The Guardian
Email YouTube Facebook Instagram Twitter

Nnamdi Kanu’s wife vows boycott of 2019 elections


Political activist and leader of the Indigenous People of Biafra (IPOB) movement, Nnamdi Kanu (L), wearing a Jewish prayer shawl, speaks to veterans of the Nigerian civil war in his garden at his house in Umuahia, southeast Nigeria, on May 26, 2017, before commemoration of the 50th anniversary of the war on May 30. The war was triggered when the Igbo people, the main ethnic group in the southeast, declared an independent breakaway state, the Republic of Biafra. / AFP PHOTO / STEFAN HEUNIS

Nigeria’s authorities need to disclose the whereabouts of pro-Biafran leader Nnamdi Kanu or risk a mass boycott of next year’s election, his wife said in an interview broadcast Monday.

Uchechi Kanu said her husband, who has not been seen for six months, should be “the number one issue” in the run-up to the February 2019 vote for a new president and parliament.

“Where is he? You need to provide him, at least tell us where he is,” she told the BBC Yoruba language service in an interview in English.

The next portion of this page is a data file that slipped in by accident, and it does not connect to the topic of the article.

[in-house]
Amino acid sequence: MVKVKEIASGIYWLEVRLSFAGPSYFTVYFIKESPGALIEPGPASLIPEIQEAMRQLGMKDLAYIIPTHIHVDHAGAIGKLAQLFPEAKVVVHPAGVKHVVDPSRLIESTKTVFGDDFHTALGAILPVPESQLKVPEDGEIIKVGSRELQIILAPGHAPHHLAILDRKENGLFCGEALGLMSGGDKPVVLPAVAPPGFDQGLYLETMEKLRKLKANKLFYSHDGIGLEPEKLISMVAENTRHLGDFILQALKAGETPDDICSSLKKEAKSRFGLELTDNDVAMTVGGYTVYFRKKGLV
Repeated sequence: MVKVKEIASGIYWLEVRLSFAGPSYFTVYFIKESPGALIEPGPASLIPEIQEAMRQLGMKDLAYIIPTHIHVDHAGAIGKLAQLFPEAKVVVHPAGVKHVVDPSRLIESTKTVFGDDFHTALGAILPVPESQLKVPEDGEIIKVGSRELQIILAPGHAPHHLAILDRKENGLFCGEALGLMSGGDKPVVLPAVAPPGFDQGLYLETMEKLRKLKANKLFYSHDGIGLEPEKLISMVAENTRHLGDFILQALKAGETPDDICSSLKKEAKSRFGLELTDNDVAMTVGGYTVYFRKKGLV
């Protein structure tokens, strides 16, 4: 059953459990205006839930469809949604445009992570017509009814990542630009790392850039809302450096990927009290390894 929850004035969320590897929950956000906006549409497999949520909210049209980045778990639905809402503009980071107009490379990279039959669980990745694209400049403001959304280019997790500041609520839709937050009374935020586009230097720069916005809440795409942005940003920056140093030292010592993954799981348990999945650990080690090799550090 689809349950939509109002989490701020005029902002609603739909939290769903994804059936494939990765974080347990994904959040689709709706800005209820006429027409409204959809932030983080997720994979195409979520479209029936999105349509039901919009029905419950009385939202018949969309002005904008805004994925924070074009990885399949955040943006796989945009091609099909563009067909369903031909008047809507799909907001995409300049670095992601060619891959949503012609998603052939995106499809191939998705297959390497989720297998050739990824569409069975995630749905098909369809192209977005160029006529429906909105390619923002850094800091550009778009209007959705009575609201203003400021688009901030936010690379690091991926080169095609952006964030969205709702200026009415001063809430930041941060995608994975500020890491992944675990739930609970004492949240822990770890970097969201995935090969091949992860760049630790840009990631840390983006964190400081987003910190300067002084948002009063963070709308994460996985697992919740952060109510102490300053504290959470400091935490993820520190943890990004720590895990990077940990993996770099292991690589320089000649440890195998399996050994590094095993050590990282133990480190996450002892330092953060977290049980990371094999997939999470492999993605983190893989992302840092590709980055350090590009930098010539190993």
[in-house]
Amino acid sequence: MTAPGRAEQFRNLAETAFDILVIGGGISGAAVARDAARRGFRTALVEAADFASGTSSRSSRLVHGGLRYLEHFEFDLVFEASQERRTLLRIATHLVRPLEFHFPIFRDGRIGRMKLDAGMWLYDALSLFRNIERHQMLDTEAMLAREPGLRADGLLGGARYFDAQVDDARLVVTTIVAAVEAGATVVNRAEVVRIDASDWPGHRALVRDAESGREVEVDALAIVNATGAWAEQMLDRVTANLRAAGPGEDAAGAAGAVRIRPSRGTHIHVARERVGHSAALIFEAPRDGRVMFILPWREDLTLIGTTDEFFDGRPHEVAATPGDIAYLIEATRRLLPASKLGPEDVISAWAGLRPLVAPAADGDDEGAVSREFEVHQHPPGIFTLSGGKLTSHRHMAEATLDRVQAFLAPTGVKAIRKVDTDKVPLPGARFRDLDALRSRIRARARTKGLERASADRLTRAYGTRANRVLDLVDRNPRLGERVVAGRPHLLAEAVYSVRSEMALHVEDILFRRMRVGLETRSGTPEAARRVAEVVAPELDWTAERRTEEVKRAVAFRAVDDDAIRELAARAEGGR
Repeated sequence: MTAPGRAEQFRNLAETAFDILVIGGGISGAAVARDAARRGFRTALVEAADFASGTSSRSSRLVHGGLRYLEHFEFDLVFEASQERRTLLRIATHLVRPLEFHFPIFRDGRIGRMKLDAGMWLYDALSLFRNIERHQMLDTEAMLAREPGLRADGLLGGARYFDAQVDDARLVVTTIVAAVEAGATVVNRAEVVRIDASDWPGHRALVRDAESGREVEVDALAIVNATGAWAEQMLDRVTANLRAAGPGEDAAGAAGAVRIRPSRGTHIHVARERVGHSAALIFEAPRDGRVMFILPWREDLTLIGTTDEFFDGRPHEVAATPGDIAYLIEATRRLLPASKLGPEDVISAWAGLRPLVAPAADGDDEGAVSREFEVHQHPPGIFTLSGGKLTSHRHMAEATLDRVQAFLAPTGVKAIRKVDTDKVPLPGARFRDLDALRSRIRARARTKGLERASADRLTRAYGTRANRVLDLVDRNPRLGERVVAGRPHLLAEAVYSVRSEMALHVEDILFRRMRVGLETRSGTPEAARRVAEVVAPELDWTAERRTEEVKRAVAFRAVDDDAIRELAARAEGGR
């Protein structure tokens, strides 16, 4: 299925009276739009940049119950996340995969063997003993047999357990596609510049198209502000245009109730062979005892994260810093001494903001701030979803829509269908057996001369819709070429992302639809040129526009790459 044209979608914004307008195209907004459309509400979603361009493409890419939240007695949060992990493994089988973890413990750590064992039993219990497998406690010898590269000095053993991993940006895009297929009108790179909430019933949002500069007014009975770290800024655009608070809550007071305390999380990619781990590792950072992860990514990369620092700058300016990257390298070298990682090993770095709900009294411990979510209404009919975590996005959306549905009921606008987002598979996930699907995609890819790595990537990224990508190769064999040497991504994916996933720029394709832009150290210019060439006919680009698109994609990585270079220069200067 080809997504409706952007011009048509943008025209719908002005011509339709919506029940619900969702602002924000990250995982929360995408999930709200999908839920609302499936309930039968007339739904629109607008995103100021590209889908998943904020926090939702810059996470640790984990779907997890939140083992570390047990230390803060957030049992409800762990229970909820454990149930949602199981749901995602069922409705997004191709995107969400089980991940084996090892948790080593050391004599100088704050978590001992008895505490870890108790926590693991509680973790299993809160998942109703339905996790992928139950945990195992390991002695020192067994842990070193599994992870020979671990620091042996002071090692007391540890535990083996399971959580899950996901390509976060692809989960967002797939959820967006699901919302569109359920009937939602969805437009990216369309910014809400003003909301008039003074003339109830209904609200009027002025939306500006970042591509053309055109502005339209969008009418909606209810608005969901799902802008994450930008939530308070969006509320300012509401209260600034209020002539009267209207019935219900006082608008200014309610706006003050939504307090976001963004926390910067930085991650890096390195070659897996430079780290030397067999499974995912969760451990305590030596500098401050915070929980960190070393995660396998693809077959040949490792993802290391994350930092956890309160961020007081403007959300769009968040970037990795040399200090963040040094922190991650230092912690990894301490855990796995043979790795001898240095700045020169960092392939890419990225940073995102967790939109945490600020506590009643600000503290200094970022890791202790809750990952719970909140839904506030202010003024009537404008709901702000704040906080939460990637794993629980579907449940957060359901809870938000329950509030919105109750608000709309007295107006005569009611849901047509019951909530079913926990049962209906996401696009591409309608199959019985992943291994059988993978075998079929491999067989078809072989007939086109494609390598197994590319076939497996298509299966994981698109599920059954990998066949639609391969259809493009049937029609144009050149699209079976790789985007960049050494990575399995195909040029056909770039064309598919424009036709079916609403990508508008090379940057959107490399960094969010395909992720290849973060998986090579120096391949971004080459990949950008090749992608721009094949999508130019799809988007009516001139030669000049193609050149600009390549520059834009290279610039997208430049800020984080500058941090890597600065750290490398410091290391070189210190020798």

“You need to at least do something before you run an election, otherwise we’re not going to vote.”

In a separate interview to the BBC Igbo service, she said: “I don’t know where my husband is, whether he is dead or alive, I don’t know.”

But she said she knew he was being held by the military, despite government denials.

Nnamdi Kanu heads the Indigenous People of Biafra (IPOB) movement, which has revived separatist sentiment in the Igbo-dominated southeast region of Nigeria.

The former London estate agent has not been seen since soldiers raided his house in the Abia state capital, Umuahia, following a crackdown on his supporters in September last year.

Kanu is on bail and facing trial on treason charges in the capital Abuja but was not in court at the resumed hearing of the case in October, leading to an adjournment.

The IPOB leader was first arrested in October 2015, prompting a wave of protests in the southeast and a crackdown by the police and military.

A previous declaration of an independent republic of Biafra in 1967 sparked a bloody, 30-month civil war.

The conflict left more than one million dead, most of them Igbos, from the effects of starvation and disease, as federal forces blockaded the fledgling state.

Kanu, who is in his 40s, has said his aim was “civil disobedience”, including shut-downs and boycotts of elections, to force a referendum on self-determination.

No Comments yet